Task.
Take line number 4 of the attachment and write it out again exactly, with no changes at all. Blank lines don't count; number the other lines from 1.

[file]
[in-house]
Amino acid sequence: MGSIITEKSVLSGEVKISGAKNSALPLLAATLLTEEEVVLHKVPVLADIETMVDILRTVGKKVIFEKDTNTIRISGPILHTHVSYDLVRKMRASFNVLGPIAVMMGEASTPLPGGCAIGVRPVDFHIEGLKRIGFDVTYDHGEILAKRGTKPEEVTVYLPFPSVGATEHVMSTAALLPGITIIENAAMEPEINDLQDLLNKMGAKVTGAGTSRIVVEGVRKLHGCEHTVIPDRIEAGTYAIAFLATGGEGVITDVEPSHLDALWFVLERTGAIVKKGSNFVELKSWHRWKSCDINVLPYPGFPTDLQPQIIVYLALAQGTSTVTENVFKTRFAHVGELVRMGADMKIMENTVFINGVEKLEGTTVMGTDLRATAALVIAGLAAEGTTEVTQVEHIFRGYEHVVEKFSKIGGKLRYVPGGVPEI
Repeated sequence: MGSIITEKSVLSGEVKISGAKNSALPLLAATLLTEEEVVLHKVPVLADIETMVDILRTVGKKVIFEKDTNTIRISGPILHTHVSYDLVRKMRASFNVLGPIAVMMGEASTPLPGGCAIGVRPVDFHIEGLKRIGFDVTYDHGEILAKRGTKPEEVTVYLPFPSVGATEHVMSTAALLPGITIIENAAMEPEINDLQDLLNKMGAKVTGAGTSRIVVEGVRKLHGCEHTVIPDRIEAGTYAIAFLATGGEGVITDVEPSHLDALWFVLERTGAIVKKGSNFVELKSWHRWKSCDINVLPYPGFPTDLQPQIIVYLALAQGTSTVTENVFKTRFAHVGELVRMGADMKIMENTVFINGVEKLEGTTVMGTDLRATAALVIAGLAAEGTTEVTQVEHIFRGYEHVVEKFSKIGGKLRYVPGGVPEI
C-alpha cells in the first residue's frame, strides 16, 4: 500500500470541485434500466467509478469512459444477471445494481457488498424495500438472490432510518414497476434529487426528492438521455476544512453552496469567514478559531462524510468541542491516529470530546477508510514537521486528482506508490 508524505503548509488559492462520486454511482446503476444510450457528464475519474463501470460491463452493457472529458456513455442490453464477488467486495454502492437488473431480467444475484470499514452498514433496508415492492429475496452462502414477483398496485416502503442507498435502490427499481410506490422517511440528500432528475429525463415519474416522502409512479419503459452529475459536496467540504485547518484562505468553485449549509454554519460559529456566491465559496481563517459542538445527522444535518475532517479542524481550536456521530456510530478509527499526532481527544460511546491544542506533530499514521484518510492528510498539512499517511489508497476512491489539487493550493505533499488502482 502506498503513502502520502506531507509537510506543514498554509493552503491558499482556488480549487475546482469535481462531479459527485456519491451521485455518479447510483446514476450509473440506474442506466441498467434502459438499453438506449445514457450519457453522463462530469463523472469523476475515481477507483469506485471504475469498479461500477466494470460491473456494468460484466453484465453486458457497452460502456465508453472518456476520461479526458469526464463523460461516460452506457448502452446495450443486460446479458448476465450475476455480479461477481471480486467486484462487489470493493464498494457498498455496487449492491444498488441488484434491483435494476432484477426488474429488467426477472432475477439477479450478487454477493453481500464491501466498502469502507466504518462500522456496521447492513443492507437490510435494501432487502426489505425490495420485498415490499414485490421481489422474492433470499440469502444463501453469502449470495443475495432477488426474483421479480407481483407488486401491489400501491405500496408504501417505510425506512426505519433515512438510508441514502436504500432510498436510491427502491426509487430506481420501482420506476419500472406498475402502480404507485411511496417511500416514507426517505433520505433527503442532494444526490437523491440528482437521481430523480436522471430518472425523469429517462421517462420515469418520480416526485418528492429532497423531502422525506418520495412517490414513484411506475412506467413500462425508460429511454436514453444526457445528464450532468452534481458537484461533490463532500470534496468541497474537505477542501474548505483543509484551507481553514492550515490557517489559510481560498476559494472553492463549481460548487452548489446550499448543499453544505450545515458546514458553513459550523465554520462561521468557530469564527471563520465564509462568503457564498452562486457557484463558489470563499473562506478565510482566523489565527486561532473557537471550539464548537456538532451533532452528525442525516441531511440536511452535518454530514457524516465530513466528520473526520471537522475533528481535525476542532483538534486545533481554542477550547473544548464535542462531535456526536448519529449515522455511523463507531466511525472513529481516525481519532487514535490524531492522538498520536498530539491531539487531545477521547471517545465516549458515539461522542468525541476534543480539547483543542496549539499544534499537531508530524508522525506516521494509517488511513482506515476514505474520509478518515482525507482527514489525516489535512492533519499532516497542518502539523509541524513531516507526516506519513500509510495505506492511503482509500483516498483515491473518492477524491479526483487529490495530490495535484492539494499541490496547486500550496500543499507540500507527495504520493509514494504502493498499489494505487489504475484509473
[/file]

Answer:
C-alpha cells in the first residue's frame, strides 16, 4: 500500500470541485434500466467509478469512459444477471445494481457488498424495500438472490432510518414497476434529487426528492438521455476544512453552496469567514478559531462524510468541542491516529470530546477508510514537521486528482506508490 508524505503548509488559492462520486454511482446503476444510450457528464475519474463501470460491463452493457472529458456513455442490453464477488467486495454502492437488473431480467444475484470499514452498514433496508415492492429475496452462502414477483398496485416502503442507498435502490427499481410506490422517511440528500432528475429525463415519474416522502409512479419503459452529475459536496467540504485547518484562505468553485449549509454554519460559529456566491465559496481563517459542538445527522444535518475532517479542524481550536456521530456510530478509527499526532481527544460511546491544542506533530499514521484518510492528510498539512499517511489508497476512491489539487493550493505533499488502482 502506498503513502502520502506531507509537510506543514498554509493552503491558499482556488480549487475546482469535481462531479459527485456519491451521485455518479447510483446514476450509473440506474442506466441498467434502459438499453438506449445514457450519457453522463462530469463523472469523476475515481477507483469506485471504475469498479461500477466494470460491473456494468460484466453484465453486458457497452460502456465508453472518456476520461479526458469526464463523460461516460452506457448502452446495450443486460446479458448476465450475476455480479461477481471480486467486484462487489470493493464498494457498498455496487449492491444498488441488484434491483435494476432484477426488474429488467426477472432475477439477479450478487454477493453481500464491501466498502469502507466504518462500522456496521447492513443492507437490510435494501432487502426489505425490495420485498415490499414485490421481489422474492433470499440469502444463501453469502449470495443475495432477488426474483421479480407481483407488486401491489400501491405500496408504501417505510425506512426505519433515512438510508441514502436504500432510498436510491427502491426509487430506481420501482420506476419500472406498475402502480404507485411511496417511500416514507426517505433520505433527503442532494444526490437523491440528482437521481430523480436522471430518472425523469429517462421517462420515469418520480416526485418528492429532497423531502422525506418520495412517490414513484411506475412506467413500462425508460429511454436514453444526457445528464450532468452534481458537484461533490463532500470534496468541497474537505477542501474548505483543509484551507481553514492550515490557517489559510481560498476559494472553492463549481460548487452548489446550499448543499453544505450545515458546514458553513459550523465554520462561521468557530469564527471563520465564509462568503457564498452562486457557484463558489470563499473562506478565510482566523489565527486561532473557537471550539464548537456538532451533532452528525442525516441531511440536511452535518454530514457524516465530513466528520473526520471537522475533528481535525476542532483538534486545533481554542477550547473544548464535542462531535456526536448519529449515522455511523463507531466511525472513529481516525481519532487514535490524531492522538498520536498530539491531539487531545477521547471517545465516549458515539461522542468525541476534543480539547483543542496549539499544534499537531508530524508522525506516521494509517488511513482506515476514505474520509478518515482525507482527514489525516489535512492533519499532516497542518502539523509541524513531516507526516506519513500509510495505506492511503482509500483516498483515491473518492477524491479526483487529490495530490495535484492539494499541490496547486500550496500543499507540500507527495504520493509514494504502493498499489494505487489504475484509473